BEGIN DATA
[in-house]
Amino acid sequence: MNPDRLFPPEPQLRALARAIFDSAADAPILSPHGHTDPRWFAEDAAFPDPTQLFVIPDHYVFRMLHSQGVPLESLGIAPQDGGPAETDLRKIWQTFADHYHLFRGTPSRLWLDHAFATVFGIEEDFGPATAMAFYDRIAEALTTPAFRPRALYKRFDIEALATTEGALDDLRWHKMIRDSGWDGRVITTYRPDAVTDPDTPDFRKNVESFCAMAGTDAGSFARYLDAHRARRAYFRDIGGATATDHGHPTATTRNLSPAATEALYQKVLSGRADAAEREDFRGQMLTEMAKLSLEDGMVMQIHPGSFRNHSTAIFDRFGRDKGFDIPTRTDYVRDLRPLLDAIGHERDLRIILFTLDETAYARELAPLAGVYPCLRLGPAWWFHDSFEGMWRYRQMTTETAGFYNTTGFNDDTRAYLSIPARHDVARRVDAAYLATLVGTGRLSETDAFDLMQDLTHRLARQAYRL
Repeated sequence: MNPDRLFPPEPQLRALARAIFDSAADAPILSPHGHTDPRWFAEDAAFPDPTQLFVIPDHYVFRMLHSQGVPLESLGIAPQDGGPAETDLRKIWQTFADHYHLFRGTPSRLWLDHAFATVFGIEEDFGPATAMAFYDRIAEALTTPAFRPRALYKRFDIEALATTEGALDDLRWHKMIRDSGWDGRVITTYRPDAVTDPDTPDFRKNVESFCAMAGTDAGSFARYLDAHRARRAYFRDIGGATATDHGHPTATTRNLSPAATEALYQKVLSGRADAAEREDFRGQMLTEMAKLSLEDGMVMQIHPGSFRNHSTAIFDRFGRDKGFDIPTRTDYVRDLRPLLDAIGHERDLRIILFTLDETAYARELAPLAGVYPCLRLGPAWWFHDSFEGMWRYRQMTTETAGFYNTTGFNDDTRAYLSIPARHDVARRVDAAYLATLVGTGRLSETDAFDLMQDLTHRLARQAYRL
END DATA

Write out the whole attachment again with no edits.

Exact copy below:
[in-house]
Amino acid sequence: MNPDRLFPPEPQLRALARAIFDSAADAPILSPHGHTDPRWFAEDAAFPDPTQLFVIPDHYVFRMLHSQGVPLESLGIAPQDGGPAETDLRKIWQTFADHYHLFRGTPSRLWLDHAFATVFGIEEDFGPATAMAFYDRIAEALTTPAFRPRALYKRFDIEALATTEGALDDLRWHKMIRDSGWDGRVITTYRPDAVTDPDTPDFRKNVESFCAMAGTDAGSFARYLDAHRARRAYFRDIGGATATDHGHPTATTRNLSPAATEALYQKVLSGRADAAEREDFRGQMLTEMAKLSLEDGMVMQIHPGSFRNHSTAIFDRFGRDKGFDIPTRTDYVRDLRPLLDAIGHERDLRIILFTLDETAYARELAPLAGVYPCLRLGPAWWFHDSFEGMWRYRQMTTETAGFYNTTGFNDDTRAYLSIPARHDVARRVDAAYLATLVGTGRLSETDAFDLMQDLTHRLARQAYRL
Repeated sequence: MNPDRLFPPEPQLRALARAIFDSAADAPILSPHGHTDPRWFAEDAAFPDPTQLFVIPDHYVFRMLHSQGVPLESLGIAPQDGGPAETDLRKIWQTFADHYHLFRGTPSRLWLDHAFATVFGIEEDFGPATAMAFYDRIAEALTTPAFRPRALYKRFDIEALATTEGALDDLRWHKMIRDSGWDGRVITTYRPDAVTDPDTPDFRKNVESFCAMAGTDAGSFARYLDAHRARRAYFRDIGGATATDHGHPTATTRNLSPAATEALYQKVLSGRADAAEREDFRGQMLTEMAKLSLEDGMVMQIHPGSFRNHSTAIFDRFGRDKGFDIPTRTDYVRDLRPLLDAIGHERDLRIILFTLDETAYARELAPLAGVYPCLRLGPAWWFHDSFEGMWRYRQMTTETAGFYNTTGFNDDTRAYLSIPARHDVARRVDAAYLATLVGTGRLSETDAFDLMQDLTHRLARQAYRL